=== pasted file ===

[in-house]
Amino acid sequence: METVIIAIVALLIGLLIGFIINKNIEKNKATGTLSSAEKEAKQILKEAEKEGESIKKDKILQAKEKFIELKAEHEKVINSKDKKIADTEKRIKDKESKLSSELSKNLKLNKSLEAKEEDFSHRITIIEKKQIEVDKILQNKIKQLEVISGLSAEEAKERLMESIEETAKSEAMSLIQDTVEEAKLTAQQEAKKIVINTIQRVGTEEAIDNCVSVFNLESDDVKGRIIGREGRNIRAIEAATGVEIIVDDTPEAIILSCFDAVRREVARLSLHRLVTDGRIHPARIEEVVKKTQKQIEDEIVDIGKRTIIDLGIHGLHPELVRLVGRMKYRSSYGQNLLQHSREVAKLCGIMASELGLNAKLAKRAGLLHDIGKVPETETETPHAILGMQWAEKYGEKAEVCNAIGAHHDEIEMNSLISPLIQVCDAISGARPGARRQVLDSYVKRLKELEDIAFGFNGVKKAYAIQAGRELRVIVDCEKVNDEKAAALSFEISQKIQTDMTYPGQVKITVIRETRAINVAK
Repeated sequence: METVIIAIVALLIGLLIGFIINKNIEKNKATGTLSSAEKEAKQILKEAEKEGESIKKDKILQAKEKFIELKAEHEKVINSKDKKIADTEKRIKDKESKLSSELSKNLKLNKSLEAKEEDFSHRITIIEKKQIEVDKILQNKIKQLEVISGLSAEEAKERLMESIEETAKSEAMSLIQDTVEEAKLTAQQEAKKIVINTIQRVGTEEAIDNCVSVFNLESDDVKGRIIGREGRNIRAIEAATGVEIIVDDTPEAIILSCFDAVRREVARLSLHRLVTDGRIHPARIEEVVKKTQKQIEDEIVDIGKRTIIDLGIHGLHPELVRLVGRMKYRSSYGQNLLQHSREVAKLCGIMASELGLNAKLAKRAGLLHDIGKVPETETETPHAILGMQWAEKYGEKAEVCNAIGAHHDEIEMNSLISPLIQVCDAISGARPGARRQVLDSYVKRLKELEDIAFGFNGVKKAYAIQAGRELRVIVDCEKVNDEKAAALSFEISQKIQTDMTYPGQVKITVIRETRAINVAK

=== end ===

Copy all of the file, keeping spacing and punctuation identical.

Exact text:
[in-house]
Amino acid sequence: METVIIAIVALLIGLLIGFIINKNIEKNKATGTLSSAEKEAKQILKEAEKEGESIKKDKILQAKEKFIELKAEHEKVINSKDKKIADTEKRIKDKESKLSSELSKNLKLNKSLEAKEEDFSHRITIIEKKQIEVDKILQNKIKQLEVISGLSAEEAKERLMESIEETAKSEAMSLIQDTVEEAKLTAQQEAKKIVINTIQRVGTEEAIDNCVSVFNLESDDVKGRIIGREGRNIRAIEAATGVEIIVDDTPEAIILSCFDAVRREVARLSLHRLVTDGRIHPARIEEVVKKTQKQIEDEIVDIGKRTIIDLGIHGLHPELVRLVGRMKYRSSYGQNLLQHSREVAKLCGIMASELGLNAKLAKRAGLLHDIGKVPETETETPHAILGMQWAEKYGEKAEVCNAIGAHHDEIEMNSLISPLIQVCDAISGARPGARRQVLDSYVKRLKELEDIAFGFNGVKKAYAIQAGRELRVIVDCEKVNDEKAAALSFEISQKIQTDMTYPGQVKITVIRETRAINVAK
Repeated sequence: METVIIAIVALLIGLLIGFIINKNIEKNKATGTLSSAEKEAKQILKEAEKEGESIKKDKILQAKEKFIELKAEHEKVINSKDKKIADTEKRIKDKESKLSSELSKNLKLNKSLEAKEEDFSHRITIIEKKQIEVDKILQNKIKQLEVISGLSAEEAKERLMESIEETAKSEAMSLIQDTVEEAKLTAQQEAKKIVINTIQRVGTEEAIDNCVSVFNLESDDVKGRIIGREGRNIRAIEAATGVEIIVDDTPEAIILSCFDAVRREVARLSLHRLVTDGRIHPARIEEVVKKTQKQIEDEIVDIGKRTIIDLGIHGLHPELVRLVGRMKYRSSYGQNLLQHSREVAKLCGIMASELGLNAKLAKRAGLLHDIGKVPETETETPHAILGMQWAEKYGEKAEVCNAIGAHHDEIEMNSLISPLIQVCDAISGARPGARRQVLDSYVKRLKELEDIAFGFNGVKKAYAIQAGRELRVIVDCEKVNDEKAAALSFEISQKIQTDMTYPGQVKITVIRETRAINVAK